I’m working really hard to emerge from a feeling of inability to cope, to be self disciplined and regular in my habits. We’re starting lent today, is as good a prompt as any to think about self discipline.

I might cut down on lollies and alcohol.

I had a thing last year where I could only eat lollies offered to me when I’m out, I’m thinking to do the same for both lollies and alcohol. It’s a good way to cut down very privately, without making a public fuss about it.

Also it’s a step towards establishing a sustainable habit rather than a fast.

Very proverbs! Wisdom is personal. It’s about ethics.

Proverbs 23

13 of the 30 “sayings of the wise”.

The longer form of expression compared to the two line formula of the bulk of the proverbs lets them be more intense. This is a series of fairly sharp prohibitions.

Most start with the words “do not…”

God isn’t mentioned much, but every word drives you to him. A drum beat of the commandment “I am a jealous God, you will have no other gods but me” lies under all of them. It’s a list of other gods.

In worldly terms you can be massively successful or a complete drop kick and be serving other gods.

You can be mixing with the wealthy and influential, devoting your life to hard work to gain wealth for yourself.

You can align with hard, cruel people, you can become a hard ass yourself, you can be driven by your jealousy of what other amoral people obtain, you can enrich yourself at the expense of the vulnerable.

You can live for sex, for food, for substance abuse. A life of reckless over indulgence.

The last extended poem about making wine your God is accurate, funny and knowing:

Who has woe? Who has sorrow?
Who has strife? Who has complaints?
Who has needless bruises? Who has bloodshot eyes?
Those who linger over wine,
who go to sample bowls of mixed wine.
Do not gaze at wine when it is red,
when it sparkles in the cup,
when it goes down smoothly!
In the end it bites like a snake
and poisons like a viper.
Your eyes will see strange sights,
and your mind will imagine confusing things.
You will be like one sleeping on the high seas,
lying on top of the rigging. “They hit me,” you will say, “but I’m not hurt!
They beat me, but I don’t feel it!
When will I wake up
so I can find another drink?”

All of these things lead to a range of life outcomes, from success to failure, but have in common that they replace the true God.

Only in the the true God will your soul find rest:

Do not let your heart envy sinners,
but always be zealous for the fear of the Lord.
There is surely a future hope for you,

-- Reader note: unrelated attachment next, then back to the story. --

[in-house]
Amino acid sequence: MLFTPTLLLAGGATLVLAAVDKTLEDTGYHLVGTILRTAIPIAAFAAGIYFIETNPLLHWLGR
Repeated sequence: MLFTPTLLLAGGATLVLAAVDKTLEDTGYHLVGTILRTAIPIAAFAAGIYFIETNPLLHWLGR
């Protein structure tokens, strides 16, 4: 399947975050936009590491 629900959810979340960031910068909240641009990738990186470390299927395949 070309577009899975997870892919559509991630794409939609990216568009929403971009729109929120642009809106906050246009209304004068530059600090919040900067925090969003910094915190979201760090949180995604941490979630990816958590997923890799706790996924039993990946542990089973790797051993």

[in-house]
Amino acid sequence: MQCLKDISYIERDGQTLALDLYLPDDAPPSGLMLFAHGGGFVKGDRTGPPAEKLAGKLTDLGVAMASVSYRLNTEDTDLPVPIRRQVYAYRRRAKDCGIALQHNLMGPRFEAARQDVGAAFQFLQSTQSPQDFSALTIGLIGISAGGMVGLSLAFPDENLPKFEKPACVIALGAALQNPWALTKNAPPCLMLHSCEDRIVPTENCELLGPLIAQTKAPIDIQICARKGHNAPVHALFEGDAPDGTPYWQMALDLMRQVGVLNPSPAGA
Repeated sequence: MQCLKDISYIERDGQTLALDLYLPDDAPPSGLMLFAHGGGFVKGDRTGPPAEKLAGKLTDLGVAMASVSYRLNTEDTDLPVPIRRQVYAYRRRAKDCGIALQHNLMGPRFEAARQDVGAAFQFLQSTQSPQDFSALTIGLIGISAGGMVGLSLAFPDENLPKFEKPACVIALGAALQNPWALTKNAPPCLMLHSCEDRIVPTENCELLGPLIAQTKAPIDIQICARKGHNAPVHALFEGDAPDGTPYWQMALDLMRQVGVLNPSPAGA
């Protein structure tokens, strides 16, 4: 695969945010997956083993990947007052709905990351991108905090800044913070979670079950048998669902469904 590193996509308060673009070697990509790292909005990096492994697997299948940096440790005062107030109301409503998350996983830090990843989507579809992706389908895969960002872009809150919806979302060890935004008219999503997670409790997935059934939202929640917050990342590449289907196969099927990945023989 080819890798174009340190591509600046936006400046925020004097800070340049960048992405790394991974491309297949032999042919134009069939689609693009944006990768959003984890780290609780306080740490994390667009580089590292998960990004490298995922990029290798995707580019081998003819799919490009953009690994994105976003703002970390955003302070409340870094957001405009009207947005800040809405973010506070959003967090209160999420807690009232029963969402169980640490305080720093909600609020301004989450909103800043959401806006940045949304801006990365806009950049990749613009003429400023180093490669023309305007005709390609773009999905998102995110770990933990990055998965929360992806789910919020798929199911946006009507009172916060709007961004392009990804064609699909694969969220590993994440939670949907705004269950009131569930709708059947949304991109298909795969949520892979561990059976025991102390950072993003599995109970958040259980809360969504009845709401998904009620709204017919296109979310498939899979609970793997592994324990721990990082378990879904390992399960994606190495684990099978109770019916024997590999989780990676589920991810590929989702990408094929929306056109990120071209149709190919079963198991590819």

and your hope will not be cut off.

I feel very sad for my family again. Everyone has struggles. I pray for wisdom. This passage has joyous accounts of having wise children. I pray that my children will be wise! May I be wise.

Proverbs 22

Oh my goodness, break in pattern! Ch.22 starts following the same pattern of two line proverbs we’ve had for 10 chapters or so.

But after verse 16 we start “the sayings of the wise” which are 30 choice sayings, with a little introduction and a slightly longer form, averaging 4 lines.

Why introduce the change in pattern mid chapter? Who thinks of these chapter divisions anyway?

Google say they date from the 1500’s when the bible was first printed. Apparently these sayings are a bit of a wrap-up of what has gone before, a greatest hits or summation. I still would have started a new chapter.

And the first 16 verses of proverbs are pretty much gold, too. Including, after my complaints about the pro-bribery verses, a condemnation of bribery/trying to buy influence:

One who oppresses the poor to increase his wealth
and one who gives gifts to the rich—both come to poverty.

I suppose the observational nature of much of this wisdom is a defense against the unrealistic optimism and neatness of some of the formulas. Like its saying, yeah, short term, bribes might do the trick. But long term, ill gotten gain will ruin you. If not in this world, from an eternal perspective…

Rich and poor have this in common:
The Lord is the Maker of them all.

Its one of the few places in the bible where you get specific childrearing advice:

Start children off on the way they should go,
and even when they are old they will not turn from it.

As for the sayings of the wise, we get the first 6 of thirty.

They are clearly targeted at the elite. I tend to read them as applying to me, but I am from the a middle class which wasn’t such a thing in the ancient world. It was rulers, priests and working class.

So the advice on not moving ancient boundary stones sounds excellent, but I’m unlikely to be in a position to take it.

I’m not in a position to crush the needy in court even if I felt like it, so I don’t have to be told not to. However, with adjustments, I can relate deeply to the endorsement of a meritocracy and mercy for the poor. Clearly however, the poor weren’t the audience, rather those in power who get to decide how the poor will be treated. Actually having been at the mercy of the courts and debt collectors a few times in my life, I’m grateful that this is the standard.

It’s really important to look below the specifics reading this book. Love, compassion and humility motivate most of it. And in execution, a large dose of pragmatism.